Photo by Elliott Jerome Brown, Jr.

Abdu Ali grinds hard. Currently, they’re in the midst of  a nine-city tour that includes stops here in Baltimore (of course) and also Berlin and Prague. Back in the early 2010’s, they cofounded Kahlon, an inventive underground party and have been performing and making music: releasing the mixtape “MONGO” in 2016, booking a show at the Carnegie Museum of Art in Pittsburgh, collaborating with fellow Baltimore artist JPEGMAFIA, and most recently, releasing his album “FIYAH!!!,” which Afropunk called “a Black queer revelation.” They also host a podcast, drumBOOTY, where he discusses topics like reproductive justice, Black art, and mental health. 

Tonight, Ali will be performing at Ottobar and in anticipation of the show, Ali answered some questions from us about why you should come to the show, how it feels to be a kind of elder statesperson in the Baltimore music scene, and what’s next.

BB: What do you have planned for Friday’s event? How did you curate it? Why should people come?

AA: Friday will be a full on performance featuring songs from my latest album, “FIYAH!!!.” I just wanted to have one more Abdu Ali show for 2019 in my hometown. I wanted to honor emerging talent in our city by sharing my stage with newer artists who I’m excited about and that inspire me. It’s just continuing the energy I conjured through Kahlon. I think it’s always important to share your platforms with artists in your city, because I know what obstacles I went through to get where I am. But yeah, it’s gonna give the traditional Abdu Ali live experience, full of sanctuary and deliverance! 

BB: When “FIYAH!!!” came out, it seemed like it was pretty widely embraced. How do you feel it was received?

AA: I am honored that my supporters are enjoying “FIYAH!!!” especially since it was part homage to my hometown sound, Baltimore club music. I’m glad it got covered by publications that I respect like the Quietus. That meant a lot to me. I also see this album as a step into a new direction and a lor teaser of what’s to come. It was the, “Oh hey y’all this is what I do.” But just wait for that new new. I’m already working on ideas for the next album and am excited to get that out there in the next few years! 

BB: It feels like Baltimore officials like bragging about arts and culture in Baltimore without always supporting the people creating art. Do you agree? What can the city do to embrace you more?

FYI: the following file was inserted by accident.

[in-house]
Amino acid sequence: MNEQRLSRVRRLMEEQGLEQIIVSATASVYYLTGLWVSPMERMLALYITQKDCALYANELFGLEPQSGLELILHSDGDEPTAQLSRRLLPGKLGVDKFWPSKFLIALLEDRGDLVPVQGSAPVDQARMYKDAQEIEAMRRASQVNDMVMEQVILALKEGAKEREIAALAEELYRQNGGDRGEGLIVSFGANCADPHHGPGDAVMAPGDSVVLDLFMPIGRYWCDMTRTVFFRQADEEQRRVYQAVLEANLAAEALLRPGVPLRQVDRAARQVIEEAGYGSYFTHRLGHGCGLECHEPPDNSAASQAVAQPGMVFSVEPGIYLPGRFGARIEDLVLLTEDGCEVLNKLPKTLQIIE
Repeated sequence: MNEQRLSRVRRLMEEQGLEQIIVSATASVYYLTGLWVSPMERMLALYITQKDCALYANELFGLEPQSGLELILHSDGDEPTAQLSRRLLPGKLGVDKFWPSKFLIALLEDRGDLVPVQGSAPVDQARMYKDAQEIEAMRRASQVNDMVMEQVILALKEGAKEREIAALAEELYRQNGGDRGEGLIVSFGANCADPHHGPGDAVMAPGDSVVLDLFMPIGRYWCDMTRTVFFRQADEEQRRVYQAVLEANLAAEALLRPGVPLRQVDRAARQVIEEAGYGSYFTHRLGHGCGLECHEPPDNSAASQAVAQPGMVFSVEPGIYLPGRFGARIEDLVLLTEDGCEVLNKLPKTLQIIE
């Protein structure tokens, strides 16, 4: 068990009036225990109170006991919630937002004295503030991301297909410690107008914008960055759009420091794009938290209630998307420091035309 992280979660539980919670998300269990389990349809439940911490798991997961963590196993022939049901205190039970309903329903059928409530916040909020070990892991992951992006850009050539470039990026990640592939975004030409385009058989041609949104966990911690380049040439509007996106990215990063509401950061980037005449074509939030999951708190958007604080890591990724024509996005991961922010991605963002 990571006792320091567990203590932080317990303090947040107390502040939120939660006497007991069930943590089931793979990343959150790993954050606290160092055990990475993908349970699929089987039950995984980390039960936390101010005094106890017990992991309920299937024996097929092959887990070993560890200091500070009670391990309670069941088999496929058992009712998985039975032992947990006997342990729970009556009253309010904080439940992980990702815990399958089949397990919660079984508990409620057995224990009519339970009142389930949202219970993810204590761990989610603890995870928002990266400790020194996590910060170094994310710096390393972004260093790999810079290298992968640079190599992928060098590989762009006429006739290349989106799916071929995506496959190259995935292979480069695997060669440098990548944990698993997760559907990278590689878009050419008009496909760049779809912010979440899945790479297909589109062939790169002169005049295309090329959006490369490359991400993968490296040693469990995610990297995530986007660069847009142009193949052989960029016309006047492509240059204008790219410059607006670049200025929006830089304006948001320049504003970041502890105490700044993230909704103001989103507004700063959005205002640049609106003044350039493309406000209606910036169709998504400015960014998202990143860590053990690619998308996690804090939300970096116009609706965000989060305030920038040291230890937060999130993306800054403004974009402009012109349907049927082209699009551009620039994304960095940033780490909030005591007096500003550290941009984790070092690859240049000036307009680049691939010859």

AA: I honestly think the Baltimore arts institutions and people in city government are  way out of touch and behind when it comes to elevating contemporary local artistry. You can tell by the programming that they just don’t know music and arts culture in 2019. And their lack of support is a lot more complex than people realize too, and it’s too layered to try to hash out in this moment about but I just think these institutions need to higher more younger people, Black younger folk, queer black folk, in positions of power. Let them decide what artists to book for programming or what artists should be exhibited in your spaces. I just think there are a lot of older folk not trusting younger folk to lead and make decisions in Baltimore’s arts institutions. That goes for museums, non profits, radio stations, colleges, all of em. 

Also it seems like there is a lack of faith in local artists, especially Black artists and musicians. Often artists in this city have to gain major visibility, often not granted locally, for this city to invest in them. I just see so many talented artists here move away because this city is running on old ways of thinking and not being in these streets and elevating younger artists. People like Amy Sherald have been here for years and it took her to paint a portrait of Michelle Obama, for this city to really support her like she should have been. If they don’t let up their power, I see a lot of arts institutions in this city not lasting. No shade. 

BB: You’ve been doing this work for a while. You’re still young but there’s a new generation of artists and musicians coming up behind you. What do you think the future of Baltimore music is? What are you doing to make sure that young people are supported?

AA: It’s funny cause younger artists calling me legend and the OG! I’m like bish I am not that old! lol. But I am honored by it. I love where the music scene is right now. We have all different kinds of artists who are Black getting support (from the music scenes they’re cultivating and the internet). Like when I started music, it was mostly street rappers, boom bap rappers, punk white bands, and white indie musicians taking up space. Now we have Black musicians who are making trap shit, punk shit, club shit, R&B shit, experimental shit, getting love. I think artists here are finally learning how to use the internet to industrialize their hustle. I honestly see the DMV in general as the next big music hub for rap and electronic music. I just want to keep shouting out artists I really fuck with in the city and sharing my platform with them! 

Abdu Ali performs at Ottobar (2549 N. Howard St.) with Grace Ives, Baby Kahlo, and Station North Sadboi. more. The event begins 8 p.m. Tickets are $10.

Lisa Snowden-McCray

Lisa Snowden is Editor-in-Chief and cofounder of Baltimore Beat. Previously, she was an editor at Baltimore City Paper, Baltimore Sun, and The Real News...